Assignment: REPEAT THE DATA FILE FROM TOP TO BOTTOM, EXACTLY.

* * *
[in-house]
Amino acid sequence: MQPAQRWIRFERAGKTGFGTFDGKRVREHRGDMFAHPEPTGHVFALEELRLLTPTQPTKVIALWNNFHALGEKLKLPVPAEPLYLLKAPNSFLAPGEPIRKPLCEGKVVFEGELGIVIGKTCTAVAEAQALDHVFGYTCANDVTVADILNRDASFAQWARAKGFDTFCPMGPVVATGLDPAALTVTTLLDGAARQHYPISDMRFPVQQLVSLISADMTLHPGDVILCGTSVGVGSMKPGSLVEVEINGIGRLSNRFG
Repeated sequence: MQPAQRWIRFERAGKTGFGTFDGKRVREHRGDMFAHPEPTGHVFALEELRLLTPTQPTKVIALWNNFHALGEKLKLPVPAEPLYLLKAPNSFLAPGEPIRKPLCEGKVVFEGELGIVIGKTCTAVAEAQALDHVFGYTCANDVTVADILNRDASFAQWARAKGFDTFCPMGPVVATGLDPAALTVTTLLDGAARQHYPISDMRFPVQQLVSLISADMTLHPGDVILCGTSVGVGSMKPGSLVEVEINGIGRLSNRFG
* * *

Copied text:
[in-house]
Amino acid sequence: MQPAQRWIRFERAGKTGFGTFDGKRVREHRGDMFAHPEPTGHVFALEELRLLTPTQPTKVIALWNNFHALGEKLKLPVPAEPLYLLKAPNSFLAPGEPIRKPLCEGKVVFEGELGIVIGKTCTAVAEAQALDHVFGYTCANDVTVADILNRDASFAQWARAKGFDTFCPMGPVVATGLDPAALTVTTLLDGAARQHYPISDMRFPVQQLVSLISADMTLHPGDVILCGTSVGVGSMKPGSLVEVEINGIGRLSNRFG
Repeated sequence: MQPAQRWIRFERAGKTGFGTFDGKRVREHRGDMFAHPEPTGHVFALEELRLLTPTQPTKVIALWNNFHALGEKLKLPVPAEPLYLLKAPNSFLAPGEPIRKPLCEGKVVFEGELGIVIGKTCTAVAEAQALDHVFGYTCANDVTVADILNRDASFAQWARAKGFDTFCPMGPVVATGLDPAALTVTTLLDGAARQHYPISDMRFPVQQLVSLISADMTLHPGDVILCGTSVGVGSMKPGSLVEVEINGIGRLSNRFG